On May 28th, 2019 we traveled as a group of 13 students and Well staff to spend a week with Manna Global Ministries in the Dominican Republic. The story of how we ended up with this group of missionaries begins several years ago.
Mollee McClain, a former ACU student and member of The Well, grew up at a church that took trips to the Dominican Republic with Manna. Mollee fell in love with the ministry and invited her roommate Emma Thornton and eventually Emma’s younger brother Travis Mack, to spend a summer interning with Manna. So when ACU approached The Well about supporting our students on a global trip this summer, Travis immediately suggested that we go to the Dominican Republic.
The thirteen of us gathered in the Sojourners’ living room every other Sunday during the Spring semester to attempt to “train” for this trip. We spent most of our time looking at the grand narrative of Scripture as best as we could to trace God’s obvious heart to restore all Nations to Himself. We also ended up learning a lot about the nature of short term mission trips- both their ability to help and harm the places they’re going to. I think I speak for all of our team when I say that we ended the training with some nerves about our true ability to help the missionaries and Dominicans in one week’s worth of time. However, we also trusted that God can use all things to draw all people to himself, including our own human ignorance and weakness.
When we arrived in the Dominican Republic, the Senior Director of Manna, Norm, took the leaders aside to ask us what our goal was for the trip. I was a little taken aback, as I assumed that they already had a strict schedule for us to abide by. However, from the very beginning, we felt like we were uniquely heard and ministered to. Our answer was that we truly wanted to serve the missionaries the best we could. We also told them that we honestly just wanted to disciple our own team well, processing with one another as the Lord taught us about the expansion of His Kingdom all over the world. Norm was excited by this second answer because he explained that for the last couple of years Manna was trying to undergo a shift in ministry focus. Manna wanted to prioritize making disciples, rather than getting distracted by the maintenance of ministry and outreach programs. And so he offered to change the schedule of the week a little so that we would have enough time for the missionaries to teach our team what they have learned about disciple-making. However, Norm made it clear from that first meeting that Manna also wanted to learn from us too- how the Lord has made disciples through The Well Church in Abilene, Texas.
The rest of the week our schedule mainly revolved around getting to know the missionaries and the locals that either attended Manna Christian School (their private high school), lived at the Manna Children’s Home, or lived on the same country road in Bobita as Manna’s headquarters. Our team was able to create a curriculum for a VBS-style afterschool program in the neighboring town. We also were invited into several homes of locals. We got to spend a lot of time with the children from the children’s home, even taking them all down to a river one afternoon. We also just got to spend some fun time with the missionaries going on a hike, playing traditional Dominican dominos, and spending a day at the beach.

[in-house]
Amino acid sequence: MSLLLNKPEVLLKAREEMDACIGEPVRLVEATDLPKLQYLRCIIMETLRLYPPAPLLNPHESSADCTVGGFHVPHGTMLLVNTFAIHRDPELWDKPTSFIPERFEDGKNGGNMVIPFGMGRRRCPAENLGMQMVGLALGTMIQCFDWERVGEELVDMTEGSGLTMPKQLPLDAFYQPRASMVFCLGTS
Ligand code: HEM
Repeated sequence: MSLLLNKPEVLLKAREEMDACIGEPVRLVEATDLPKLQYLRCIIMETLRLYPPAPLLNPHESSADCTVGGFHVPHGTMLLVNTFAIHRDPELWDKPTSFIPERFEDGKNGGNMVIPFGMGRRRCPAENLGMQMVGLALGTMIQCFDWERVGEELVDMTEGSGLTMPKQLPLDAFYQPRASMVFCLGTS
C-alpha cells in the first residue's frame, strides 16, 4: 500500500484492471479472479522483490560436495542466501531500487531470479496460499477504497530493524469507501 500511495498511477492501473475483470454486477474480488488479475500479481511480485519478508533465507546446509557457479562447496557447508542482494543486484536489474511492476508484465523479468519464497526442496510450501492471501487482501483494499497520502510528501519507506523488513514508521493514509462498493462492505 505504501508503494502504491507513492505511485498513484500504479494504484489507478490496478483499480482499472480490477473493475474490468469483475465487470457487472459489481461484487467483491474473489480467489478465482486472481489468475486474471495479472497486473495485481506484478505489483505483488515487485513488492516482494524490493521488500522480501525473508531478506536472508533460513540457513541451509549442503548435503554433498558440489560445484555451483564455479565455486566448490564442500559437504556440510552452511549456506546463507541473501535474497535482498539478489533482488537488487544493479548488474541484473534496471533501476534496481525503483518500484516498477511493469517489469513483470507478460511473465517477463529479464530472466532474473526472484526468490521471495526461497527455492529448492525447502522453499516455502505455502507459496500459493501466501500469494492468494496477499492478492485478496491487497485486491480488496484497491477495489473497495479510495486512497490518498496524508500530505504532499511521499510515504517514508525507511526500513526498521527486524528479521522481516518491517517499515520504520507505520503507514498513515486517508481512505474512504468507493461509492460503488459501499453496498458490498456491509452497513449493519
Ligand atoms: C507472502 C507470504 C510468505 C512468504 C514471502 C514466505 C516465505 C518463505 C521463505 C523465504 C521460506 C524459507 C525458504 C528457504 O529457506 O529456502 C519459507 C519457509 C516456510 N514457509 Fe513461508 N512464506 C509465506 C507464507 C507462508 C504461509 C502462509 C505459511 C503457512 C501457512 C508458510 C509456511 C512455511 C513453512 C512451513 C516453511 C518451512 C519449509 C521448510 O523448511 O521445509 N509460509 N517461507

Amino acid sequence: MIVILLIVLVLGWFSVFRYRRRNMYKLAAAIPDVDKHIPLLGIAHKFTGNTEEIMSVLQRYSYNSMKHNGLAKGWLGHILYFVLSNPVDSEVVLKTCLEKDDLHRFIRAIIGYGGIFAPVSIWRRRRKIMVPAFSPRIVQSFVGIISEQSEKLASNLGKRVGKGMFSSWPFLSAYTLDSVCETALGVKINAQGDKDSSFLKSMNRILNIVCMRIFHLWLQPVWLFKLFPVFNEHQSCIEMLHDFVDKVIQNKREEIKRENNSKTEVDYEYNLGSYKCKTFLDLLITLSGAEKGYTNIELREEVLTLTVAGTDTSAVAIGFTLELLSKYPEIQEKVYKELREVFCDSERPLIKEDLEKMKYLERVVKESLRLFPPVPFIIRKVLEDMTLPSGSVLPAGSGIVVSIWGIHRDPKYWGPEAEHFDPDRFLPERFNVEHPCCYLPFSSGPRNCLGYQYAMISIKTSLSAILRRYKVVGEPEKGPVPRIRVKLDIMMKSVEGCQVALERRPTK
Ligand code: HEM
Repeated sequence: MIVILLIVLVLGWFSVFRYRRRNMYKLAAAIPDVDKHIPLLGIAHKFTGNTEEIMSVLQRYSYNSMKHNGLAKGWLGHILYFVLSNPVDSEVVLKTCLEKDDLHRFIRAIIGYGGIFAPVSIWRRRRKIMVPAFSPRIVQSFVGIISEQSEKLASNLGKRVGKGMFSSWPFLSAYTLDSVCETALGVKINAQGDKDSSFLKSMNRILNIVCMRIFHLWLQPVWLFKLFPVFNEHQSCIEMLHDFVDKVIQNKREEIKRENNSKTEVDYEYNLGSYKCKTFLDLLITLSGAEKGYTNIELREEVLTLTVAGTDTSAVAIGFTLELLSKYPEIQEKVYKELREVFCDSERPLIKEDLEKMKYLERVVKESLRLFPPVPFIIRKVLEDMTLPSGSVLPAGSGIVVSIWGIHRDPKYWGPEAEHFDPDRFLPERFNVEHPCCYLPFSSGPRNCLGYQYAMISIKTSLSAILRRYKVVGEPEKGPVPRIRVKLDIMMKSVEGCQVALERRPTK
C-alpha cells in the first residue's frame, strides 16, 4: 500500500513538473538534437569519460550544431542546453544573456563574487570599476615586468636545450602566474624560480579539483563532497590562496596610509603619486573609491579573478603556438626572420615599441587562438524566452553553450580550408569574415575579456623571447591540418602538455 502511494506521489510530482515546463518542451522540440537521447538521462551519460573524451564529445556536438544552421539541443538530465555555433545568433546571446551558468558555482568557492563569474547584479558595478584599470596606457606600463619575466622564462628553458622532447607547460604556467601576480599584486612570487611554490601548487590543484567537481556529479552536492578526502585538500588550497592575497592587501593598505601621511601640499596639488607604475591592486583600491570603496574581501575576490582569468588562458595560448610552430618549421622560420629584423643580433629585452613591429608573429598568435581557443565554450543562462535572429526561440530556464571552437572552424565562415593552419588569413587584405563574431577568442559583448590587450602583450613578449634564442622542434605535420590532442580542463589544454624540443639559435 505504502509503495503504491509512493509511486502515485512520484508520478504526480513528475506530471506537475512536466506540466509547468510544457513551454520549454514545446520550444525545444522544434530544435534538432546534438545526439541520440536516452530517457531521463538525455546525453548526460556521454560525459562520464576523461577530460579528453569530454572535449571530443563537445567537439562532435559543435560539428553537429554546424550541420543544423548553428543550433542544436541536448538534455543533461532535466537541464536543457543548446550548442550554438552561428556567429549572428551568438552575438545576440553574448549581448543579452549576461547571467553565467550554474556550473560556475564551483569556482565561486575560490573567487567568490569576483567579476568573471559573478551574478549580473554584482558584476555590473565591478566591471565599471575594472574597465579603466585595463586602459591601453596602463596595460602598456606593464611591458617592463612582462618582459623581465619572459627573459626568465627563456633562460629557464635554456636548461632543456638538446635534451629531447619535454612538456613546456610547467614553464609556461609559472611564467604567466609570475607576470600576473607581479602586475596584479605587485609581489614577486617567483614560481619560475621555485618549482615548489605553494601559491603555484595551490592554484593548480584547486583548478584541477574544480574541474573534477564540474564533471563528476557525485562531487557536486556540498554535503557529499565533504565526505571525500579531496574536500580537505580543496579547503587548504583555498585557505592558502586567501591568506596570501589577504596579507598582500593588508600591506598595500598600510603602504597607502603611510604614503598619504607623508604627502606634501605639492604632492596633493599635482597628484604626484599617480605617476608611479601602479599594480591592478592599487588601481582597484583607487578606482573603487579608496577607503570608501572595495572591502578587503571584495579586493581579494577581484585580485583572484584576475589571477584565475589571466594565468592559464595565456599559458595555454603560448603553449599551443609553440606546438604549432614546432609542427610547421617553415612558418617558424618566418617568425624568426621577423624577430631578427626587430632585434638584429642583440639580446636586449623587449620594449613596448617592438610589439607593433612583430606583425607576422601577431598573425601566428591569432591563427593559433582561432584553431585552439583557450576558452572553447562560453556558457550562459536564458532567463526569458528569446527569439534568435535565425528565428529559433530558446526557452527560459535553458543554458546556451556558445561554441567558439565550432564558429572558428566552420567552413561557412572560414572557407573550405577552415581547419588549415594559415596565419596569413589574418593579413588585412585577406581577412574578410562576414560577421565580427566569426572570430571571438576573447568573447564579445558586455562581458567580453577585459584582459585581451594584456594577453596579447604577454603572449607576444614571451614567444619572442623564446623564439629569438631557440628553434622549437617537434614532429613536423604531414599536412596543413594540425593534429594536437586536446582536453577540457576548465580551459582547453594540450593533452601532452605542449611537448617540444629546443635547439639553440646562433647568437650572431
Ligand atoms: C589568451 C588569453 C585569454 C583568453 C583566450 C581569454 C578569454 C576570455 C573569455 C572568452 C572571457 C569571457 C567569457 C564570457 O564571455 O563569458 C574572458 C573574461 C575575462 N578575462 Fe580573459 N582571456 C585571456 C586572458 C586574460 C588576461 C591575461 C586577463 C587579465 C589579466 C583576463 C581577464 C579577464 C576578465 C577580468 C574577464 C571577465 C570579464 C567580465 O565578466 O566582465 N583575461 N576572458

On the last day, three of the lead missionaries took Santi and me to lunch to process the week. Again, Santi and I were overwhelmed by the humility of the missionaries as they asked for constructive criticism of our week and for any insight we had on making disciples of students.
Norm requested that we go home and join them in prayer, asking God to reveal his will concerning a future partnership with them. I immediately began to ramble on about practical ways we could serve them in the future. But I think my favorite moment of the entire trip was when Norm waited to encourage my ideas but then to gently explain, “we aren’t looking for one-way service. We are looking for two-way partnerships where we are supporting others too in the work of ministry.” I was so grateful for this gentle redirection because he was so right- discipleship is never just about one person’s ability to give to another, but about Christ’s ability to give to both.
On the last night of the trip, we spent time in prayer for each other and we each went around saying what God had taught us that week. We wanted to hear how we would all answer our friends and family back home when they asked the inevitable question, “How was your trip to the Dominican Republic?”
For me personally, I would say that Manna’s humility and intentionality in serving and learning from us taught me so much about God’s heart for discipleship. I believe I came back feeling so refreshed in the work of ministry because God had used the story of how the gospel was transforming their community to remind me of how small my role is compared to the Spirit’s when it comes to making disciples. They had also reminded me of the beautiful partnership between the Church universal that God intends in order to carry out His mission. And most of all, they reminded me of His own glory and worthiness for such a mission.
I would encourage you to join us in continuing to ask God, “How are you calling me to serve Your mission of making disciples of all nations?”